The algorithm maze: an intern’s tale of chatbot optimization

Picture of Ingrid Folland

Ingrid Folland


Imagine being a 19-year-old who recently arrived in the UK, completed just one semester of a BSc in Computer Science, and secured an internship typically reserved for second and third-year students. That was me! Welcome to my journey of creating a chatbot evaluation system during my internship—a journey filled with challenges, learning, and triumph. 

The challenge

I was selected for an internship with Japeto AI through the ARISE innovation program. Japeto AI, funded by Innovate UK, develops innovative chatbot tools for healthcare, education, and charities. The team had an existing algorithm for analysing and scoring chatbot conversations, but it was unreliable and dependent on user and manager ratings. If the chatbot recognized an intent, it received a high rating, even if it didn’t answer the user’s question. This algorithm required manual intervention to rate conversations, leading to questions about its accuracy. 

My challenge was to gauge the effectiveness of our chatbots and create a reliable evaluation system. This involved assessing chatbot performance and identifying areas for improvement using the vast amounts of data generated from interactions. My task was to develop algorithms that could serve as a health score on Japeto’s dashboard, providing a quantifiable measure of the chatbot’s performance.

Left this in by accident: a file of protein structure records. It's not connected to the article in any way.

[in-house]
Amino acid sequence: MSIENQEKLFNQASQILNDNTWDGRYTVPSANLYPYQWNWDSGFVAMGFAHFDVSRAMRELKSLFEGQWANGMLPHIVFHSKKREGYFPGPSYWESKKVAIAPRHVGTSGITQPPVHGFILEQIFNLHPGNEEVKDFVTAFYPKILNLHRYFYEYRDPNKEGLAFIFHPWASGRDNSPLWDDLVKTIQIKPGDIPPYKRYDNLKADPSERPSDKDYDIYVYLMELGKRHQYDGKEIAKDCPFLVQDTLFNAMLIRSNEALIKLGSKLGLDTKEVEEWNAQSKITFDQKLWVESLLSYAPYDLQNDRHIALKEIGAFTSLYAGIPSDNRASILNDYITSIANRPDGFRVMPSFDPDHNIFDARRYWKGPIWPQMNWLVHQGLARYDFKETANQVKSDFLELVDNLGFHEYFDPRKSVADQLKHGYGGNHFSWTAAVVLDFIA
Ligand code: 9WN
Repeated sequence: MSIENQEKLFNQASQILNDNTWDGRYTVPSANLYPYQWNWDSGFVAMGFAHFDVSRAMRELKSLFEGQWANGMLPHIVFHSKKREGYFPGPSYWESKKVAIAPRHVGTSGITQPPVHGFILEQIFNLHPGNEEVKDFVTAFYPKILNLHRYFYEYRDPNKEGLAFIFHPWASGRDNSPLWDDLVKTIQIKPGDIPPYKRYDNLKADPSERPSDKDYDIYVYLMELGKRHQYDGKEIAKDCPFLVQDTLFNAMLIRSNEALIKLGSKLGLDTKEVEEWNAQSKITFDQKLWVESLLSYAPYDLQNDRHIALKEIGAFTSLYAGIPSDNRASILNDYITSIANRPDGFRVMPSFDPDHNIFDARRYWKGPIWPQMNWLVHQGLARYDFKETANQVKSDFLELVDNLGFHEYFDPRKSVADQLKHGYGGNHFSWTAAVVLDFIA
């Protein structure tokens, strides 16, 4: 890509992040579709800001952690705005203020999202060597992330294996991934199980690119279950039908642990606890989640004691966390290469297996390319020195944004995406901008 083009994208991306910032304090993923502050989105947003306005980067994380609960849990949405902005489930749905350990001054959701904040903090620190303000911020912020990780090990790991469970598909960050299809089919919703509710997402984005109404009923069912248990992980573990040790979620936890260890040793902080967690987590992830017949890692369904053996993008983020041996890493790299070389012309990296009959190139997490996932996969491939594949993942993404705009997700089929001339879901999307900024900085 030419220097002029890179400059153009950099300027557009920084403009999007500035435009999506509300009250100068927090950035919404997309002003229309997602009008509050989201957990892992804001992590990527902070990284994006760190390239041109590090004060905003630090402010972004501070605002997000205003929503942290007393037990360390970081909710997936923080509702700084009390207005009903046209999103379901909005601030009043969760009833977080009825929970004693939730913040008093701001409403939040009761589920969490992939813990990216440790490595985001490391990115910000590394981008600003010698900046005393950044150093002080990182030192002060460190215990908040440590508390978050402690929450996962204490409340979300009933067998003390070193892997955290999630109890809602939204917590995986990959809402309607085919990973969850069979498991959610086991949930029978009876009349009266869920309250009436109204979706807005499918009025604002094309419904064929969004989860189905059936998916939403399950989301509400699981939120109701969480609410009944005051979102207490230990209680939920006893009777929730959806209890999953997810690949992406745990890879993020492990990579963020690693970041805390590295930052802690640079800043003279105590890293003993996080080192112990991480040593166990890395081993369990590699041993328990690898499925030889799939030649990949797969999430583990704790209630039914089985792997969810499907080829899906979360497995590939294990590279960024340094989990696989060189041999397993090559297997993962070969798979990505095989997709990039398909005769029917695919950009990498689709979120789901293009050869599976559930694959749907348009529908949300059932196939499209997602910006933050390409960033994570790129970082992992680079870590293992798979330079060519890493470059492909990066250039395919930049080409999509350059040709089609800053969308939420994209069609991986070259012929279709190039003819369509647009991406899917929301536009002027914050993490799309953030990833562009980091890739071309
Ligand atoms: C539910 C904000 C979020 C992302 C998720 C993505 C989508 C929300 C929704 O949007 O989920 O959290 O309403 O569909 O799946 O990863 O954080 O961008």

The challenge was set. The stage was ready. 

Laying the groundwork: research, setup, and onboarding 

The first step in my journey was familiarizing myself with the team and the firm’s operations. I was onboarded and learned the standard operating procedures, which helped me understand the firm’s context and expectations. 

Onboarding with the Japeto team

Next, I researched to devise an algorithm for evaluating chatbot performance. I explored successful use cases and various evaluation metrics online. After extensive research, I settled on using weighted metrics. This method involved assigning different weights to factors based on their importance to calculate a comprehensive health score for the chatbot. 

The metrics I decided to include were: 

  • Number of Messages with a Thumbs Up 
  • Search in Conversation for “Thank You” or Similar 
  • Link Clicks 
  • Missed Intents 
  • Sentiment Score (Positive and Negative) 
  • Number of Messages with Thumbs Down 
  • Repeat Questions / Repeat Missed Intents 
  • NLU Agreements 
  • Complaints (Quantitatively) 
  • Similarity Score (Question and Response) 

With these metrics in mind, I was ready to start building the algorithm. The groundwork had been laid, and it was time to start the real work. I used my metrics to an algorithm that best fit the layout. I assigned certain percentages to the different metrics according to their levels of importance. For example, a link click could contribute to up to 40% of the score, but a missed intent could bring it down by up to 20%. These percentages would add up to the total score. I assigned weightings ranging from 0.1 – 0.4 to different metrics based on discussions internally with the team and a customer / consumer’s perspective on how important a certain metric is for them. 

Constructing the code